Posição CRS Seu resultado
    750 A G
    769 G A
    930 G A
    1018 G A
    1438 A G
    2416 T C
    2706 A G
    2789 C T
    3010 G A
    3308 T C
    3594 C T
    4104 A G
    4769 A G
    6164 C T
    6311 C T
    6663 A G
    7028 C T
    7175 T C
    7256 C T
    7274 C T
    7521 G A
    7771 A G
    8188 A G
    8206 G A
    8604 T C
    8701 A G
    8860 A G
    9221 A G
    9540 T C
    10115 T C
    10398 A G
    10873 T C
    11137 T C
    11719 G A
    11914 G A
    11944 T C
    12693 A G
    12705 C T
    13590 G A
    13650 C T
    13803 A G
    14566 A G
    14766 C T
    15301 G A
    15326 A G
    15784 T C

    Origins of My Ancestors:

    mtDNA – Ancestral Origins
    + Page Help
    Interactive Tour
    Refer Friends & Family

    Country Match Total Country Total Percentage Comment
    Angola 1 193 0,5% Mbundu (1)
    Cameroon 2 894 0,2% Ewondo (1)
    Ghana 2 267 0,7% Ga (1)
    Portugal 1 604 0,2%
    Spain 1 1.366 0,1%
    United States 1 1.565 0,1%
    Yemen 1 148 0,7% MDKO: Brazil (1)
    Country Match Total Country Total Percentage Comment
    Cameroon 1 29 3,4%
    Spain 1 595 0,2%
    United States 1 711 0,1%

    1. Welcome Antonio, and thanks for sharing your results.

      Your Haplogroup L2a1c1 has a North African Origin. It is defined by markers 198, 930, 3308, 8604, 16086.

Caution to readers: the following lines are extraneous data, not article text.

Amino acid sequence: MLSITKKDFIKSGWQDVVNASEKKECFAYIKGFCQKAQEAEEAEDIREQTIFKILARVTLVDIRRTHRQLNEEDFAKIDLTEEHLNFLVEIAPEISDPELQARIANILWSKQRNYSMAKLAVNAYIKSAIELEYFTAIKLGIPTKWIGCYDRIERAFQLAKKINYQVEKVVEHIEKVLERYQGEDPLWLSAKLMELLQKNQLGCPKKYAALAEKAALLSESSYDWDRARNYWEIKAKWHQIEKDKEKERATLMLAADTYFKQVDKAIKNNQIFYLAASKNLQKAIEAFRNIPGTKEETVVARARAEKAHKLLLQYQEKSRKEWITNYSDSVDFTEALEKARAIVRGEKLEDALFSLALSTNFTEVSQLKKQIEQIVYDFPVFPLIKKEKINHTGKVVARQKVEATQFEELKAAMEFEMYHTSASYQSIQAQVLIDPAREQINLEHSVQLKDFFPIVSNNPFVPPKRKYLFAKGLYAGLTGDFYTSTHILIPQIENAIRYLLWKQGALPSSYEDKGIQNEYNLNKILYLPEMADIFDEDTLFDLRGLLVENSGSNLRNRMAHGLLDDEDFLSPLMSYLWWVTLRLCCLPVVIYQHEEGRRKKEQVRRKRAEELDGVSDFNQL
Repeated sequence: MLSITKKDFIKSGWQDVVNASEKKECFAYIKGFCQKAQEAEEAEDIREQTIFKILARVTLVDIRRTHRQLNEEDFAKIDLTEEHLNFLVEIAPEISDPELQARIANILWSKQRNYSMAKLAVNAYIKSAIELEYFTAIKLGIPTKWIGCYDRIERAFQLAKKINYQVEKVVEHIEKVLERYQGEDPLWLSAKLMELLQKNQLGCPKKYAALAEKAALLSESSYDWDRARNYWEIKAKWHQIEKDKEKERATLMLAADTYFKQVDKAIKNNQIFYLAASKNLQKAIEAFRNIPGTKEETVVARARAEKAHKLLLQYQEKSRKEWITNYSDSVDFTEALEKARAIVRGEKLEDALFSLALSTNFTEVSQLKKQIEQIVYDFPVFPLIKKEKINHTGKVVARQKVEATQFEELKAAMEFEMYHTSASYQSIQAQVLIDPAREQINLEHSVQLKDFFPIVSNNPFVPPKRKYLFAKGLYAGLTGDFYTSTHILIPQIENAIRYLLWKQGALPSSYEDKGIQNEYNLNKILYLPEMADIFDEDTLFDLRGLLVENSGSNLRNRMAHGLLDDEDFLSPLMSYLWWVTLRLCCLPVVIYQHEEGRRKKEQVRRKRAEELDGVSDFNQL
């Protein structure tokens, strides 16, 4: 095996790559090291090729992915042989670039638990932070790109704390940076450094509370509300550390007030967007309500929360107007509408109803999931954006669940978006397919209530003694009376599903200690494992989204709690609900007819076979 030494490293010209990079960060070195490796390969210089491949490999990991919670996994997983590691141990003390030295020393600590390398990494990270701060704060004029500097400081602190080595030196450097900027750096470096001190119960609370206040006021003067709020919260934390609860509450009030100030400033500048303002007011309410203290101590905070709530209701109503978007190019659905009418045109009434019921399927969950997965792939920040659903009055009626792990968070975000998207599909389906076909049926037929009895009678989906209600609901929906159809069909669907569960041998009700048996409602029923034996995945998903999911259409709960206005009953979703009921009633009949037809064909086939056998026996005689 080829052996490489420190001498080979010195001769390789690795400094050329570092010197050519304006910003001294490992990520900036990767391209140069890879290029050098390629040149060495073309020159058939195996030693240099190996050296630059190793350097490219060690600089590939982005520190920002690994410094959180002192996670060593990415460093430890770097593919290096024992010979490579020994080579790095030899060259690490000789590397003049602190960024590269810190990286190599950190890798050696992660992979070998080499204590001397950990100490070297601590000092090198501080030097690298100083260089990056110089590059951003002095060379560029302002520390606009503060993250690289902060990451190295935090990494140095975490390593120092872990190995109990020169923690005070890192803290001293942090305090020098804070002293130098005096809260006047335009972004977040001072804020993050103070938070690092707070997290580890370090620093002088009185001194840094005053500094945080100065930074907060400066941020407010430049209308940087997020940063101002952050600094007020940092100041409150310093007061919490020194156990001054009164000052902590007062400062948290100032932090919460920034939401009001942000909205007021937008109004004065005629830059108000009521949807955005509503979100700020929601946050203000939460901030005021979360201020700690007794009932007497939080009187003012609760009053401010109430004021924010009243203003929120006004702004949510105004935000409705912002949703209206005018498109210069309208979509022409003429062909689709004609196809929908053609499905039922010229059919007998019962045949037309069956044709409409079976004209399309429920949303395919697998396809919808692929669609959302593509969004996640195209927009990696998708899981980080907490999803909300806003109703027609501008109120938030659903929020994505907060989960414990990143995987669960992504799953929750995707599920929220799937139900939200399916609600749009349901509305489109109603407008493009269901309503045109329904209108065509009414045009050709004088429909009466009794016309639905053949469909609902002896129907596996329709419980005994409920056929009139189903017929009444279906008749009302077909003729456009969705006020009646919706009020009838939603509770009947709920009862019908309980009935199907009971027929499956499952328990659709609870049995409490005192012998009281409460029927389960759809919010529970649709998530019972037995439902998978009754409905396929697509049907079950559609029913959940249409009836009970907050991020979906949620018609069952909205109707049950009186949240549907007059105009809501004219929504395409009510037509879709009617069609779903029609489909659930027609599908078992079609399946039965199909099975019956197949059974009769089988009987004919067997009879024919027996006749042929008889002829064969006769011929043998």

L2a1c1 haplogroup is observed among North Africans, Moors, Tunisia Sephardic, Ashkenazi, Hebrews, Egyptians, Nubians, Yemenis, Moroccans, Iberian Peninsula (Spain, Portugal) Portuguese Angola, Angola Mbundu Tribe.

      Your Haplogroup L2a1c1 has a HVR1 match with the Mbundu of Angola.

      The Mbundu are one of the Bantu peoples. They had been arriving in the Angola region from the early Middle Ages on, but the biggest part of the immigration took place between the 13th and 16th century C.E., From Northern Africa

      Kimbundu is a West-Bantu language, and it is said that the Mbundu have arrived from North Africa rather than from East Africa which would correspond with your Haplogroup L2a1c1 North African Origin.

      You also have a genetic match with The Ewondo People who are related the Beti-Pahuin People.

      The Beti-Pahuin’s exact origins are unclear.

      At one point, they were thought to have migrated into the territory of present-day Cameroon from North Africa in the Azande area of Sudan. This North African geographic location also corroborates the assignation of your Haplogroup L2a1c1..

      Your Haplogroup also has genetic relation to the Ga People of Ghana.
      Some scholars believe the Ga-Adangbe people originated to the East of their current location on the Accra plains.